One of the greatest adepts, teachers, writers, and humanitarians of the 20th century, Swami Rama (1925-1996) is the founder of the Himalayan Institute. Born in Northern India, he was raised from early childhood by the Himalayan sage, Bengali Baba. Under the guidance of his master, he traveled from monastery to monastery and studied with a variety of Himalayan saints and sages, including his grandmaster who was living in a remote region of Tibet. In addition to this intense spiritual training, Swami Rama received higher education in both India and Europe. From 1949 to 1952, he held the prestigious position of Shankaracharya of Karvirpitham in South India. Thereafter, he returned to his master to receive further training at his cave monastery, and finally in 1969, came to the United States where he founded the Himalayan Institute. His best known work, Living With the Himalayan Masters, reveals the many facets of this singular adept and demonstrates his embodiment of the living tradition of the East.
The music that fills the outer ear is but an echo of the inner harmony. One who learns to make his whole being an ear, alone hears the music of eternity. The unstruck sound, without drums and trumpeting, soothes my senses, stimulates my mind, and fills my heart. This inner music has consumed all the longings I had for external stimuli. How chaotic but exquisite!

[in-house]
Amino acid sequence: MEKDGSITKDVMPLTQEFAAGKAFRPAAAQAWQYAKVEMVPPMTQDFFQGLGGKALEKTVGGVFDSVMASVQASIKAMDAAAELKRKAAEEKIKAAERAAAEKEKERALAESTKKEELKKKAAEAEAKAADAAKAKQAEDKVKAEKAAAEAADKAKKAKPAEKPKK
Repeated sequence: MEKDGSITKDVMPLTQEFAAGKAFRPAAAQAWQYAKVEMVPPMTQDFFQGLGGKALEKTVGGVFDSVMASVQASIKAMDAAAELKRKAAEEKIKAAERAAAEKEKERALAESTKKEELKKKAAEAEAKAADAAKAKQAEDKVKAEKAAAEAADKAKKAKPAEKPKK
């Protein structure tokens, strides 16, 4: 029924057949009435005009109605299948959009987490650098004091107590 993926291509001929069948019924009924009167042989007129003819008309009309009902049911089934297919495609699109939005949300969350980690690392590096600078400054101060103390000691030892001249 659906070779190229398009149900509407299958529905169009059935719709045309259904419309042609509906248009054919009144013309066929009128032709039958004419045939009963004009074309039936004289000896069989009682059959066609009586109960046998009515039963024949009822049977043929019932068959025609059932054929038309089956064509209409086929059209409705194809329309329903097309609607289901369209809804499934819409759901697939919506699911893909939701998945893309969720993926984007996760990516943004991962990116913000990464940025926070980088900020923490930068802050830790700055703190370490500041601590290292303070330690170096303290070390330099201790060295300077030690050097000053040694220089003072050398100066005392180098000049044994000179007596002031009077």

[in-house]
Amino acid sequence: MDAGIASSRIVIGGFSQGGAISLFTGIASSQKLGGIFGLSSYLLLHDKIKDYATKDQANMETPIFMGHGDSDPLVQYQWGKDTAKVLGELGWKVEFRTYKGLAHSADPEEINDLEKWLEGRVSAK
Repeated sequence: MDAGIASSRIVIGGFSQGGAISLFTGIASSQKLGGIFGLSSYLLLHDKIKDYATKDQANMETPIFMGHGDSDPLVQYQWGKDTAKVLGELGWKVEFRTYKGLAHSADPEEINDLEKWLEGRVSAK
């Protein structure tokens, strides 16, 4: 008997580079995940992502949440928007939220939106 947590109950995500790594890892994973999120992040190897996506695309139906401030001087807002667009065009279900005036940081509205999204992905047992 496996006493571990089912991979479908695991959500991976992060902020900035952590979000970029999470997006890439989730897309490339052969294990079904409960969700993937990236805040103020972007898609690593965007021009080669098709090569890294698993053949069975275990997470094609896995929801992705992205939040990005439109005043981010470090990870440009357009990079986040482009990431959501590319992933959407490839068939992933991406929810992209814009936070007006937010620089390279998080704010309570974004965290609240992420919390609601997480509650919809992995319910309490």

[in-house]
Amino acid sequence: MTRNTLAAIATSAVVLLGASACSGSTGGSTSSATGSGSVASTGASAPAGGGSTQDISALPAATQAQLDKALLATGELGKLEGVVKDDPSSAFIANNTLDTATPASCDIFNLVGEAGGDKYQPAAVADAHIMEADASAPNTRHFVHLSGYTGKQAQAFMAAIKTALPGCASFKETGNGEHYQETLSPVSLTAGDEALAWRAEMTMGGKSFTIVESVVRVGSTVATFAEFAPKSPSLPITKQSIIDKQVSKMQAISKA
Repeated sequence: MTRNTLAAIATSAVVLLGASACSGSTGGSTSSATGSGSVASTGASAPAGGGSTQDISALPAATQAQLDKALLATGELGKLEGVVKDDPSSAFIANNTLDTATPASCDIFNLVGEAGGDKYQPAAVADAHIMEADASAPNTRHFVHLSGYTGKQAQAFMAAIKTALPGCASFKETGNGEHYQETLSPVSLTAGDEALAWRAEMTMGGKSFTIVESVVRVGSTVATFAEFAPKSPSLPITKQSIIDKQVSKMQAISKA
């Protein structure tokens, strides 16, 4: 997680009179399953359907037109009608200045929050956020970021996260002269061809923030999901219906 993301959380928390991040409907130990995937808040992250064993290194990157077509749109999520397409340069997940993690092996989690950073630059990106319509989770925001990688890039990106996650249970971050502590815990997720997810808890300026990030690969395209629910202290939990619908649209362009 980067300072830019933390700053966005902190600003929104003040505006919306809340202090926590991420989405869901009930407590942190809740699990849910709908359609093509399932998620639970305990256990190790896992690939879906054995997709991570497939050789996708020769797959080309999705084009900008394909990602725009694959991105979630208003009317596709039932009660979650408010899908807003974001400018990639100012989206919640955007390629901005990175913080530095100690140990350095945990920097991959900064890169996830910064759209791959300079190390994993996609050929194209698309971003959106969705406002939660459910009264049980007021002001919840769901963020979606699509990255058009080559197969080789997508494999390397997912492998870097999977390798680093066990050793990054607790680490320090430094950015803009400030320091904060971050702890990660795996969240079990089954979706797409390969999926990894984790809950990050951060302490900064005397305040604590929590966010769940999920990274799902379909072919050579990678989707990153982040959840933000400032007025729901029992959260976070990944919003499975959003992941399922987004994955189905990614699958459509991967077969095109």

Insight and imagination are my wondrous wands through whose powers I roam where I will. Silence is the source of all, from which the universal currents of thought flow spontaneously. I have been able to create a sixth sense – an inner ear. I am a traveler of three worlds, roaming without any bondage or care, though my permanent abode is the state beyond.
Fearlessness has now become my religion, for I believe that to lose something is to gain and to gain something is to lose. In actuality, there is no gain or loss: forms change, names change, but the existence remains unchanged. All transformations and transitions are trivial; there is no change to the absolute Reality.
I have been able to build certain convictions that have not been obtained from anyone but are filtered through my innermost visions. These gifts have been given to me by Providence, and they have been received freely by me. For years I cried in bewilderment in search of this treasure. When I looked at the heights and summits of the mountains, I found that they stand solitarily – all alone. By observing these heights, I realized that anyone who attains the heights remains alone. All great heights stand alone, but they are never lonely, for they pervaded with the awareness that they are all in one.
- Swami Rama in Love Whispers, page 5